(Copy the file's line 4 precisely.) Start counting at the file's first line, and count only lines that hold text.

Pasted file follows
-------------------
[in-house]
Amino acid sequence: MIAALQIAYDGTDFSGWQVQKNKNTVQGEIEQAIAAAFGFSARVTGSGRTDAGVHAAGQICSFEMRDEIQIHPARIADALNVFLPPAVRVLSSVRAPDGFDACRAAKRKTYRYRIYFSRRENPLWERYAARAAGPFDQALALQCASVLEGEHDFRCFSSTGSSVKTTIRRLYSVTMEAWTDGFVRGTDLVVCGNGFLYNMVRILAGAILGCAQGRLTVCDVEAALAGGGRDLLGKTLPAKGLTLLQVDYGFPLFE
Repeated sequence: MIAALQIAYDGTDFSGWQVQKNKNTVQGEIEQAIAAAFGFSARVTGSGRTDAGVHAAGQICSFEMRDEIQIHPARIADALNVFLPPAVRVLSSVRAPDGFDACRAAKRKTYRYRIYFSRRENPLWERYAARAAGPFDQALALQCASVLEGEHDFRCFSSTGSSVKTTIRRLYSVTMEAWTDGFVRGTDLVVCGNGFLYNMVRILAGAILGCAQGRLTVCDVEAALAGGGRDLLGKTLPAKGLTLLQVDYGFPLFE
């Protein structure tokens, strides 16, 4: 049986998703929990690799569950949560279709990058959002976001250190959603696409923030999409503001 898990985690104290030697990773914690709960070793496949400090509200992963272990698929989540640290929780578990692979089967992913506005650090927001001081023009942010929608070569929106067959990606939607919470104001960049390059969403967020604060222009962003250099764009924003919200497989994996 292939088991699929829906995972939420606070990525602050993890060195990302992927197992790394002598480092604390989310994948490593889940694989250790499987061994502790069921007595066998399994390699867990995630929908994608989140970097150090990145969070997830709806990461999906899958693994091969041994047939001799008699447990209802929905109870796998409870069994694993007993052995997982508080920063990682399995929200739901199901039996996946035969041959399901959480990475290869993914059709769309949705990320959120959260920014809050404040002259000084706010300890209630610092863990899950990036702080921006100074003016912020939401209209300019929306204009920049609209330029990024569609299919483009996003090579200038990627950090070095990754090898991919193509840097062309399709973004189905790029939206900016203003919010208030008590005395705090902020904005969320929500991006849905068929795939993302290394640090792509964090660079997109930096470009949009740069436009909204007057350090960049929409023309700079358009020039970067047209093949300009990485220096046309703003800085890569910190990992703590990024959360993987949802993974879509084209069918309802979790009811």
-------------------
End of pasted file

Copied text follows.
């Protein structure tokens, strides 16, 4: 049986998703929990690799569950949560279709990058959002976001250190959603696409923030999409503001 898990985690104290030697990773914690709960070793496949400090509200992963272990698929989540640290929780578990692979089967992913506005650090927001001081023009942010929608070569929106067959990606939607919470104001960049390059969403967020604060222009962003250099764009924003919200497989994996 292939088991699929829906995972939420606070990525602050993890060195990302992927197992790394002598480092604390989310994948490593889940694989250790499987061994502790069921007595066998399994390699867990995630929908994608989140970097150090990145969070997830709806990461999906899958693994091969041994047939001799008699447990209802929905109870796998409870069994694993007993052995997982508080920063990682399995929200739901199901039996996946035969041959399901959480990475290869993914059709769309949705990320959120959260920014809050404040002259000084706010300890209630610092863990899950990036702080921006100074003016912020939401209209300019929306204009920049609209330029990024569609299919483009996003090579200038990627950090070095990754090898991919193509840097062309399709973004189905790029939206900016203003919010208030008590005395705090902020904005969320929500991006849905068929795939993302290394640090792509964090660079997109930096470009949009740069436009909204007057350090960049929409023309700079358009020039970067047209093949300009990485220096046309703003800085890569910190990992703590990024959360993987949802993974879509084209069918309802979790009811």